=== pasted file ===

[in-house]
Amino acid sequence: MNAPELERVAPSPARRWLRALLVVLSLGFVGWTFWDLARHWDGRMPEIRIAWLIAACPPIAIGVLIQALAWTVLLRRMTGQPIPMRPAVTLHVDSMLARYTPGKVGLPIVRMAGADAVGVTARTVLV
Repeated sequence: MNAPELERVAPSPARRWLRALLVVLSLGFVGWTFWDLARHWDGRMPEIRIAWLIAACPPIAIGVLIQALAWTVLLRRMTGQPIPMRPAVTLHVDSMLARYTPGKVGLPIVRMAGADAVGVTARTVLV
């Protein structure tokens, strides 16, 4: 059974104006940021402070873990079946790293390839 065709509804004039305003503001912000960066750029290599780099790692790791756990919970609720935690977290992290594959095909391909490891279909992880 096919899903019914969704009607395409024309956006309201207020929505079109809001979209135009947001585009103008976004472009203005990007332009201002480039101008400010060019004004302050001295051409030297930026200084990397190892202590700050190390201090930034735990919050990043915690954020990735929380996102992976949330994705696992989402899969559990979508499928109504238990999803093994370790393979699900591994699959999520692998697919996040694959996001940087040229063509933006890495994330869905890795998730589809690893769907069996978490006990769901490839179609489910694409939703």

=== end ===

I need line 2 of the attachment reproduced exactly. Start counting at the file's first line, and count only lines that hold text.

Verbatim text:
Amino acid sequence: MNAPELERVAPSPARRWLRALLVVLSLGFVGWTFWDLARHWDGRMPEIRIAWLIAACPPIAIGVLIQALAWTVLLRRMTGQPIPMRPAVTLHVDSMLARYTPGKVGLPIVRMAGADAVGVTARTVLV